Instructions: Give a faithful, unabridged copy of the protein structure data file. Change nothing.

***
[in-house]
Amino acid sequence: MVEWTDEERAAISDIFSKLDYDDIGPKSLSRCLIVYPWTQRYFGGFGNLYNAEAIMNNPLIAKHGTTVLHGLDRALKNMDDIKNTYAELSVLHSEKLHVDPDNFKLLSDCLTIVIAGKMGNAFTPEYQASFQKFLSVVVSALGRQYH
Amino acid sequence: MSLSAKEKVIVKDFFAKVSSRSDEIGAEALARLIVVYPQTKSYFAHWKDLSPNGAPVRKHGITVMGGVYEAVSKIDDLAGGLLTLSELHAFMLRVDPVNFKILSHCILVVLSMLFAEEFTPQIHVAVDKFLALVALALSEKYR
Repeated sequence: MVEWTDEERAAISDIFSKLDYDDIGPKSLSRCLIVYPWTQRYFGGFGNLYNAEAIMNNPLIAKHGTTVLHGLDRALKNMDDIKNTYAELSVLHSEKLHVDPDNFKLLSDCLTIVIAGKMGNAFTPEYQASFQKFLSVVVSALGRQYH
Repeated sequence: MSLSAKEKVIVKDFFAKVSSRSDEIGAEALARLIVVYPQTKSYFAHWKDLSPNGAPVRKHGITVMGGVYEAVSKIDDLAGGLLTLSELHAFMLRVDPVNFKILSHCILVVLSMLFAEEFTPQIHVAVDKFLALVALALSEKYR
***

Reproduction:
[in-house]
Amino acid sequence: MVEWTDEERAAISDIFSKLDYDDIGPKSLSRCLIVYPWTQRYFGGFGNLYNAEAIMNNPLIAKHGTTVLHGLDRALKNMDDIKNTYAELSVLHSEKLHVDPDNFKLLSDCLTIVIAGKMGNAFTPEYQASFQKFLSVVVSALGRQYH
Amino acid sequence: MSLSAKEKVIVKDFFAKVSSRSDEIGAEALARLIVVYPQTKSYFAHWKDLSPNGAPVRKHGITVMGGVYEAVSKIDDLAGGLLTLSELHAFMLRVDPVNFKILSHCILVVLSMLFAEEFTPQIHVAVDKFLALVALALSEKYR
Repeated sequence: MVEWTDEERAAISDIFSKLDYDDIGPKSLSRCLIVYPWTQRYFGGFGNLYNAEAIMNNPLIAKHGTTVLHGLDRALKNMDDIKNTYAELSVLHSEKLHVDPDNFKLLSDCLTIVIAGKMGNAFTPEYQASFQKFLSVVVSALGRQYH
Repeated sequence: MSLSAKEKVIVKDFFAKVSSRSDEIGAEALARLIVVYPQTKSYFAHWKDLSPNGAPVRKHGITVMGGVYEAVSKIDDLAGGLLTLSELHAFMLRVDPVNFKILSHCILVVLSMLFAEEFTPQIHVAVDKFLALVALALSEKYR